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The Daily Wildcat

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The Daily Wildcat

The Daily Wildcat


    Citizens better equipped to handle crises after attacks

    When I was little I thought my dad had the coolest job. I did my history reports about famous pilots, studied Amelia Earhart, and loved sneaking into my parent’s closet to try on my dad’s pilot’s hat.

    But Sept. 11, 2001, took away the wonder.

    My parents were in Hawaii and my aunt and grandmother were taking care of my brother and me. My aunt rushed in my room and said, “The country’s under attack!” and then left. Maybe if I had been older that would have been scary, but 11-year-old me mostly thought she was kidding, and was annoyed at being awake so early.

    I watched the news before going to school, but in my bleary-eyed Cheerios daze, I missed the point.

    Weeks later my dad went to work but, by that time, I’d heard what happened to the pilots. I didn’t want him to go. He shrugged it off and explained why it wouldn’t be logical for an attacker to choose his flights and how no one could sneak up on him. I don’t know if any of that was true and I really try not to dwell on it; it comforted me then, and now.

    For most, Sept. 11 struck Americans in the heart even if it didn’t hit them in the home.

    Any family that has a pilot or a crewmember who flies still worries.

    In 2006, The movie “United 93” came out and someone asked me to see it. I was more than a little offended. No, I don’t want to see a movie where pilots are overpowered and eventually crash into the ground.

    Pilots and aircraft crew aren’t firefighters, police officers or soldiers and I never thought I’d have to worry about the pilot in my family coming home safe. Now, it’s been a decade and flying is still the safest way to travel. But it’s still a worry. It’s not a 10-year anniversary for some families; it’s an everyday concern.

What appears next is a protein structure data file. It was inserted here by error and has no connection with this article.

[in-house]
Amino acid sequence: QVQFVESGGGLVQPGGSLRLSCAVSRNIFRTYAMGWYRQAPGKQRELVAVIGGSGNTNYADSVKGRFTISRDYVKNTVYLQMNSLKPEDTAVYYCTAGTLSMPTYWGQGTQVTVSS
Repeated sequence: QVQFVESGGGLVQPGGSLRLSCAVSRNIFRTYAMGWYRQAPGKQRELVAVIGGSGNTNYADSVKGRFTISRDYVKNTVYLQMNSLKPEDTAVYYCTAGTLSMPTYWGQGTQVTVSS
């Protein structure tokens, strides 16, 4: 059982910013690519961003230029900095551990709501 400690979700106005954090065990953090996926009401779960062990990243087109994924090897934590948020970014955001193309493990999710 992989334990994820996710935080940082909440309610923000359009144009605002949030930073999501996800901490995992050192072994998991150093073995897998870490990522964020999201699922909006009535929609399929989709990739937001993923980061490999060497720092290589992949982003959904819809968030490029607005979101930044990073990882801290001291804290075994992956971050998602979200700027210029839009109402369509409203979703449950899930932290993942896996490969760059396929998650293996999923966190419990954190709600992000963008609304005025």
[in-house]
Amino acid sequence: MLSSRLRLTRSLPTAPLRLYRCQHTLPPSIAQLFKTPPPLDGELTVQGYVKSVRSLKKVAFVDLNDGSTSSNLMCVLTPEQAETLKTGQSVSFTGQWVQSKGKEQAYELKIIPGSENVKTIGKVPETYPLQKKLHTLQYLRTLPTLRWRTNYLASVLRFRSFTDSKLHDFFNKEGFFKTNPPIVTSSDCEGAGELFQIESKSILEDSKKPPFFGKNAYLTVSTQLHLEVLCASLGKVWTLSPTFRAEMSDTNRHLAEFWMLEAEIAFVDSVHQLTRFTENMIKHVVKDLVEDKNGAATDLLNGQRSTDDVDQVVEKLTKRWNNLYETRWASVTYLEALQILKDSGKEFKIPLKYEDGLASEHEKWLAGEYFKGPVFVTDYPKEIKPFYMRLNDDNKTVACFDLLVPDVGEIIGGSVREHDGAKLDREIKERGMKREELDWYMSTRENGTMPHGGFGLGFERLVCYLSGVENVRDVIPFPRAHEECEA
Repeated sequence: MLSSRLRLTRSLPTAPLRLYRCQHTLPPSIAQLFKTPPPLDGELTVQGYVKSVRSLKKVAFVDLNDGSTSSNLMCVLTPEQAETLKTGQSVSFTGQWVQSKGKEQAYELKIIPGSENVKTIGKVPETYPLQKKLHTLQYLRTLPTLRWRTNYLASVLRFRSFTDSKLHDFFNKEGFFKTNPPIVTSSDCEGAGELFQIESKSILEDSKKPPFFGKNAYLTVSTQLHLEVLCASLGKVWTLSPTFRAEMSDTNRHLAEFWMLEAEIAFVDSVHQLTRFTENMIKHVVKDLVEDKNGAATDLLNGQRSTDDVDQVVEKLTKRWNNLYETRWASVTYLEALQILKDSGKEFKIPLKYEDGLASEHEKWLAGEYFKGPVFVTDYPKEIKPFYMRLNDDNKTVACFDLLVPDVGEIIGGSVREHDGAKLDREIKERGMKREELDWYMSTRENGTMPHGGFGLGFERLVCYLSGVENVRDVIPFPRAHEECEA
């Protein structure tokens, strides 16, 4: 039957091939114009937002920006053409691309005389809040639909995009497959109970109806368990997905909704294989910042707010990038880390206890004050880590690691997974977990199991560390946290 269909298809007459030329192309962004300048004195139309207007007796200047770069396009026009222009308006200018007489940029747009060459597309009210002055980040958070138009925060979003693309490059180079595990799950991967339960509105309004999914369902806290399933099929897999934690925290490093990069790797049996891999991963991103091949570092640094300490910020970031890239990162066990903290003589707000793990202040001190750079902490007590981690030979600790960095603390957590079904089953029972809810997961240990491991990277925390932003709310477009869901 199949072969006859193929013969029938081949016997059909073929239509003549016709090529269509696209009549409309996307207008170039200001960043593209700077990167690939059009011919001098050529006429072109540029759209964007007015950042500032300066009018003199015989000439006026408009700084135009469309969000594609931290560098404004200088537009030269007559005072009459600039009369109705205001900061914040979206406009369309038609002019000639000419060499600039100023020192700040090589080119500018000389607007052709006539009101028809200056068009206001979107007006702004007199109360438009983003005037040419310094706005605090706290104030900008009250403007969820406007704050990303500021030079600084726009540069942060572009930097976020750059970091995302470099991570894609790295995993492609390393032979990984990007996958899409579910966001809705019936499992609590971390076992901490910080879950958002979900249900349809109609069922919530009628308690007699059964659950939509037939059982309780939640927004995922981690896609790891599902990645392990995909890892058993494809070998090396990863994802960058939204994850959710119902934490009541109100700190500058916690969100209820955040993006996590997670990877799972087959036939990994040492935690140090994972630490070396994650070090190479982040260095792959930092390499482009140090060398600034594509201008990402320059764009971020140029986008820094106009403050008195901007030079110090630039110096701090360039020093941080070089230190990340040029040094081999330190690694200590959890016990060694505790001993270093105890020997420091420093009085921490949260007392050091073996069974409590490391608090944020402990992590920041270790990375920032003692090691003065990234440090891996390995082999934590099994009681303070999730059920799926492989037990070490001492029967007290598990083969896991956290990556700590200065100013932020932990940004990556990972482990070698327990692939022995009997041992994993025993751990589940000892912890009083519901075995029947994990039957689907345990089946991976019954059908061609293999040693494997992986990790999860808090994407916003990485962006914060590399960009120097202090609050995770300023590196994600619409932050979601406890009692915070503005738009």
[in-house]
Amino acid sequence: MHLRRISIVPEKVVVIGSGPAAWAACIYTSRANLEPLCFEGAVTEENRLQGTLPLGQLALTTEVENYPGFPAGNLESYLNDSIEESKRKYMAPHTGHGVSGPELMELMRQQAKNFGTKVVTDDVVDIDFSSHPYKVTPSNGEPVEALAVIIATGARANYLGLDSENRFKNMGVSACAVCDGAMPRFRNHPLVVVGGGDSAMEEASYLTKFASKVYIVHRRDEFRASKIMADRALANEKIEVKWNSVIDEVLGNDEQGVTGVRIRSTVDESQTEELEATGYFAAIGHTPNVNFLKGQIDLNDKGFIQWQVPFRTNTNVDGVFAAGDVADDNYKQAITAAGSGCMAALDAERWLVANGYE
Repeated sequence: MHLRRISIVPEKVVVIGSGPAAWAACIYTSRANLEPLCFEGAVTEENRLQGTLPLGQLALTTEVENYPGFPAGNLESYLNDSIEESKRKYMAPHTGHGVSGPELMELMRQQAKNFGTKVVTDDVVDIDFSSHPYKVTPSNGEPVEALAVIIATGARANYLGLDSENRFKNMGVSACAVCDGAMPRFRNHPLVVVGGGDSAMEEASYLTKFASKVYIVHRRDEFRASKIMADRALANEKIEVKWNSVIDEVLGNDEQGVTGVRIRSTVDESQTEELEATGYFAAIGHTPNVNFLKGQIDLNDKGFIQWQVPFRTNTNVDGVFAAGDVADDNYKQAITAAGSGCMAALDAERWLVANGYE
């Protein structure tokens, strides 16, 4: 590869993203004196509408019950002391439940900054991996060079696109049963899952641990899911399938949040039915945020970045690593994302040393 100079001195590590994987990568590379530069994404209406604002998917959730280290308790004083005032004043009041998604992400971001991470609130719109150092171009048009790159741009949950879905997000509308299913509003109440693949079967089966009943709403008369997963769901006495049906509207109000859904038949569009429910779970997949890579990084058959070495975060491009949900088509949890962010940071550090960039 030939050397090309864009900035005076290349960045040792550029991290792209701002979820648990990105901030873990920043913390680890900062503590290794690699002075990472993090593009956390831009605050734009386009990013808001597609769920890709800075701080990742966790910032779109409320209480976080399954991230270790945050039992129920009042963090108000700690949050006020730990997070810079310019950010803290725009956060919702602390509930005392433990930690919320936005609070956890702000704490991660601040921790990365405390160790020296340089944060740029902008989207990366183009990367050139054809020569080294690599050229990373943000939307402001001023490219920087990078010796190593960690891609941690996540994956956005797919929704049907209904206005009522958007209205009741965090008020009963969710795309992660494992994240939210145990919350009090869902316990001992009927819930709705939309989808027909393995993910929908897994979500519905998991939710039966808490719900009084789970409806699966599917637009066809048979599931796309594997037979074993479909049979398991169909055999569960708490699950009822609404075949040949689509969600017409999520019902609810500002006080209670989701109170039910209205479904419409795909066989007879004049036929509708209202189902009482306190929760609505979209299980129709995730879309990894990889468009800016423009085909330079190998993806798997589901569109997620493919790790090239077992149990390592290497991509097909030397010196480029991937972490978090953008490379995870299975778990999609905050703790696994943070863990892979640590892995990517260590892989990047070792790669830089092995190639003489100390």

There were no survivors in any of the planes on Sept. 11, 2001, no chance of rescue, and flight attendants were even stabbed before crashing.

    Although our standards for flight have changed, the threats on airlines continue. On Dec. 25, 2009, a man tried to blow up a Northwest Airlines flight. Then, on May 10, a man attempted to force his way in the cockpit of an American Airlines flight in California. In both cases, the passengers reacted and helped subdue attempts.

    Now reflect on Jan. 8. A Tucson passersby fell on Jared Loughner and stopped him before he could fire another round, and wreak further havoc and pain. That’s the proof that Americans have changed.

    I don’t believe that, 10 years ago, it would be people’s first reaction to get up and force a fellow passenger to the ground or leap onto a man with a gun. But again, Americans have changed. I don’t feel safer walking through TSA and getting groped by a similarly uncomfortable woman. But I do feel safer knowing that Americans are standing up for their safety, stopping attacks before they happen, and working together.

    —Michelle A. Monroe is a journalism senior. She can be reached at

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